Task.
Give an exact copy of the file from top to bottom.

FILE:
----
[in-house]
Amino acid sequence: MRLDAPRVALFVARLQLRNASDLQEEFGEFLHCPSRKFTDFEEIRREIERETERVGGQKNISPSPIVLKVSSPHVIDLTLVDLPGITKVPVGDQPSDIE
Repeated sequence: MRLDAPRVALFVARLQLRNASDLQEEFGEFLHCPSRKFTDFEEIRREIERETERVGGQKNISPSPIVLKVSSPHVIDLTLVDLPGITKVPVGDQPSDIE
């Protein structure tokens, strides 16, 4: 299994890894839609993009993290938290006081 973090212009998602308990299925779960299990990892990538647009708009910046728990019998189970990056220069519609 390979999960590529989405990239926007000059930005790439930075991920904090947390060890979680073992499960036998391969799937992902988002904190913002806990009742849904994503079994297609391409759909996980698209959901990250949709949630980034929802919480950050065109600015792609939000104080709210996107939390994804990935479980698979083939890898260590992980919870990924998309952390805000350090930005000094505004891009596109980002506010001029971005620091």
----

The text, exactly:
[in-house]
Amino acid sequence: MRLDAPRVALFVARLQLRNASDLQEEFGEFLHCPSRKFTDFEEIRREIERETERVGGQKNISPSPIVLKVSSPHVIDLTLVDLPGITKVPVGDQPSDIE
Repeated sequence: MRLDAPRVALFVARLQLRNASDLQEEFGEFLHCPSRKFTDFEEIRREIERETERVGGQKNISPSPIVLKVSSPHVIDLTLVDLPGITKVPVGDQPSDIE
């Protein structure tokens, strides 16, 4: 299994890894839609993009993290938290006081 973090212009998602308990299925779960299990990892990538647009708009910046728990019998189970990056220069519609 390979999960590529989405990239926007000059930005790439930075991920904090947390060890979680073992499960036998391969799937992902988002904190913002806990009742849904994503079994297609391409759909996980698209959901990250949709949630980034929802919480950050065109600015792609939000104080709210996107939390994804990935479980698979083939890898260590992980919870990924998309952390805000350090930005000094505004891009596109980002506010001029971005620091």